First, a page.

The motion states, “Over the past year, the COVID-19 pandemic has given rise to unprecedented challenges for all businesses, especially in the airline sector. Formulating and soliciting support for a new, long-term business plan is never easy, but doing so in the wake of the pandemic has raised unprecedented obstacles. All of the foregoing notwithstanding, throughout this period— including during the four months since the Court granted the Debtors’ Second Exclusivity Motion—the Debtors have risen to the challenge and put in place many of the building blocks required to propose a feasible plan of reorganization. The Debtors had sought to accomplish seven key objectives during this period, all of which have been achieved:
- (i) development and approval by their Board of Directors of the long-term business plan essential to the formulation of a chapter 11 plan;
- (ii) alignment of their aircraft fleet and OEM purchase contracts with the Debtors’ anticipated post-chapter 11 business needs;
- (iii) negotiating flexible and cost-effective collective bargaining agreements with their employee groups;
- (iv) driving efficiencies across all of the Debtors’ operations by, among other things, conducting an in-depth review of their many executory contracts and other business arrangements;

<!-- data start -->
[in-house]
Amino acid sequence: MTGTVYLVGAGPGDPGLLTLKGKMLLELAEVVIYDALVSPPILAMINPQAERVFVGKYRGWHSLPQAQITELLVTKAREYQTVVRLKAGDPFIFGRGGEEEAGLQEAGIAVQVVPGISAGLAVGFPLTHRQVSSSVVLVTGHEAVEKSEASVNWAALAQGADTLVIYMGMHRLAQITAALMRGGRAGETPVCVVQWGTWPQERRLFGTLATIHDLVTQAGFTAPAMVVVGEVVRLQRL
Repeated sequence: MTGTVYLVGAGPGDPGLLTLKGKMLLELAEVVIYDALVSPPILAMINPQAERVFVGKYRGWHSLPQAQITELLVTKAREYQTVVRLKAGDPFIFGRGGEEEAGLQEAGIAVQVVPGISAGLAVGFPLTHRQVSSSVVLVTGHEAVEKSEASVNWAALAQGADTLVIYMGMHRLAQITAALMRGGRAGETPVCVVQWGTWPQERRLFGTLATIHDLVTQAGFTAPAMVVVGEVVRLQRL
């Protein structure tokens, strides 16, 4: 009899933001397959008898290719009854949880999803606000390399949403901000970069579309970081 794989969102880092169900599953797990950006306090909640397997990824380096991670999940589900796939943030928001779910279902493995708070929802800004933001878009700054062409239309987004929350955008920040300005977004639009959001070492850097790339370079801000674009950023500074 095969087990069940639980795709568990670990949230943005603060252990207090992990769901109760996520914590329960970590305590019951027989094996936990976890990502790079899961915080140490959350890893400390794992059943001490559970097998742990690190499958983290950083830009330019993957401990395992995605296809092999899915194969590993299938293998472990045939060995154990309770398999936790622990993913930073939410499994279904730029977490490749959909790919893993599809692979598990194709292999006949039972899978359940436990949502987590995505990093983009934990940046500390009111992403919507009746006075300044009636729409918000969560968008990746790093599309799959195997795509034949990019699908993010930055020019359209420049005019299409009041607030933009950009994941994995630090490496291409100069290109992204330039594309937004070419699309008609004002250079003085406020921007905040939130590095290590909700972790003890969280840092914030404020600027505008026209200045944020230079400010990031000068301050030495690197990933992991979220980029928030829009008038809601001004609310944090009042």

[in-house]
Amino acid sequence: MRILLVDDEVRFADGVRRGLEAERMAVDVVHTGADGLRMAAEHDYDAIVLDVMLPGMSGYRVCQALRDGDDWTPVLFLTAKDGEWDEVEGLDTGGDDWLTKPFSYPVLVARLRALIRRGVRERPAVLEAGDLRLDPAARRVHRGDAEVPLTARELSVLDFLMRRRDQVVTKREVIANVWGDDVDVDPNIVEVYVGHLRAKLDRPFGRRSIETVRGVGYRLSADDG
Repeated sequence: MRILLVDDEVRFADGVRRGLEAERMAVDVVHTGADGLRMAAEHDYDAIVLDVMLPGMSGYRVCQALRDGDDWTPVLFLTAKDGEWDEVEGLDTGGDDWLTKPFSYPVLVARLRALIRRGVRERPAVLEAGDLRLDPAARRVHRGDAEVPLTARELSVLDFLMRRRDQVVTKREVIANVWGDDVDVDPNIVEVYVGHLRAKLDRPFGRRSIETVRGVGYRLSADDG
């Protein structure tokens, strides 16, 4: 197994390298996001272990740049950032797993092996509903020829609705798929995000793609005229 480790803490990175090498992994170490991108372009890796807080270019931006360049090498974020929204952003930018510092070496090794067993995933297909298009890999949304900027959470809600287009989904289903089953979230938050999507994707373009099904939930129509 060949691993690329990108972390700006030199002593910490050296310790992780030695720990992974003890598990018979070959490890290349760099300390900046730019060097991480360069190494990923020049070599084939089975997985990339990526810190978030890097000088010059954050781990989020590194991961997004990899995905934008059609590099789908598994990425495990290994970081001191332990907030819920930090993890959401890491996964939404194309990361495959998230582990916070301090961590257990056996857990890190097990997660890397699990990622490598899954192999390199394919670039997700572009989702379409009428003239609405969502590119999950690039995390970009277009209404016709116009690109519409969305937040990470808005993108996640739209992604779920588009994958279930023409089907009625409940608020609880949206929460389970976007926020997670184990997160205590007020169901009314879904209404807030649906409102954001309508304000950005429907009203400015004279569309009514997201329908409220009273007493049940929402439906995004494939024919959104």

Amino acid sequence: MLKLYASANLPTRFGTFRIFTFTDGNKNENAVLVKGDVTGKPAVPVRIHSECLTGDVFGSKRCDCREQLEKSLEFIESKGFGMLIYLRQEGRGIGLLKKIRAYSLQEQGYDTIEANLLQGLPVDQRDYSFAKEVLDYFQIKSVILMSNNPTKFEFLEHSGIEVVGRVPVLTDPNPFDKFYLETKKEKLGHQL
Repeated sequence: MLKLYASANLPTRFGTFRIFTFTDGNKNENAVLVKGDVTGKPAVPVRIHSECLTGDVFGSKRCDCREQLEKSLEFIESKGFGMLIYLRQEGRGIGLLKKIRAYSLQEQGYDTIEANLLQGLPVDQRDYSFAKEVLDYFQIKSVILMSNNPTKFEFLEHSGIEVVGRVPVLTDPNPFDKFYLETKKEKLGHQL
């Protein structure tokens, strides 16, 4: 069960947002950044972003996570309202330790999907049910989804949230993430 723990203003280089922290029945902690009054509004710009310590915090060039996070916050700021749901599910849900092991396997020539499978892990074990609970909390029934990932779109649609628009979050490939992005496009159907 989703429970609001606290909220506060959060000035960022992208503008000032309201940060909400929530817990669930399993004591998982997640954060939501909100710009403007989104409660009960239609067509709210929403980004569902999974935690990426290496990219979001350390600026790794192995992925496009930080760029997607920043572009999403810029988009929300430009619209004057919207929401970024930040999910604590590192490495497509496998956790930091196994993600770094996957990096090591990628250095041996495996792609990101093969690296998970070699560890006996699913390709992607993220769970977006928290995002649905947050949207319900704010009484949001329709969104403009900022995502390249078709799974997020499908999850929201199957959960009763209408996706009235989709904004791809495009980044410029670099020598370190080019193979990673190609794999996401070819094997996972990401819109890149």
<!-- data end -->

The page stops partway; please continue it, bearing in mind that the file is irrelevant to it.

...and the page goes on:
- (v) reaching closure as to specific components of the Debtors’ post-bankruptcy capital structure;
- (vi) minimizing cash burn during the Chapter 11 Cases and, thus, retaining sufficient cash to fund ongoing operations and debt service; and
- (vii) the resolution of key potential claims against, or in favor of, their estates, including as to the Debtors’ litigation with USAVflow.”
As set forth in the First Exclusivity Motion and the Second Exclusivity Motion, the Debtors—like all other passenger airlines—are still facing significantly reduced revenues from ticket sales, government prohibitions on international flights, substantial ongoing contractual obligations to their lessors, lenders, and other creditors, and a slowdown of the global economy.
The circumstances surrounding these Chapter 11 Cases are unprecedented; COVID-19 has had an outsized impact on the airline sector and has complicated the Debtors’ ability to formulate a long-term business plan and develop a path for exiting chapter 11. Thus, notwithstanding the Debtors’ substantial achievements so far in these Chapter 11 Cases, they are mindful of the need to proceed at a measured pace given the continued uncertainty in the airline industry. They are also optimistic, should the Court grant the relief requested herein, that they will be able to advance negotiations with their key constituents and file a viable plan of reorganization by the conclusion of the extended Exclusive Filing Period.
On LATAM Airlines Group and Grupo Aeromexico, the motion adds: "Furthermore, although neither LATAM Airlines Group S.A. (No. 20-11254, Bankr. S.D.N.Y. 2020) nor Grupo Aeromexico, S.A.B. de C.V. (No. 20-11561, Bankr. S.D.N.Y. 2020) have yet sought a third exclusivity extension, an extension in the Debtors’ cases is appropriate. It stands to reason that the Debtors, as the first to file among the major pending airline cases, would be the first to seek a third extension. In addition, neither LATAM nor Aeromexico has indicated that it will be prepared to file a chapter 11 plan before the expiration of its current Exclusive Period. ”
A hearing on the motion is scheduled for April 28, 2021, with objections due by April 21, 2021.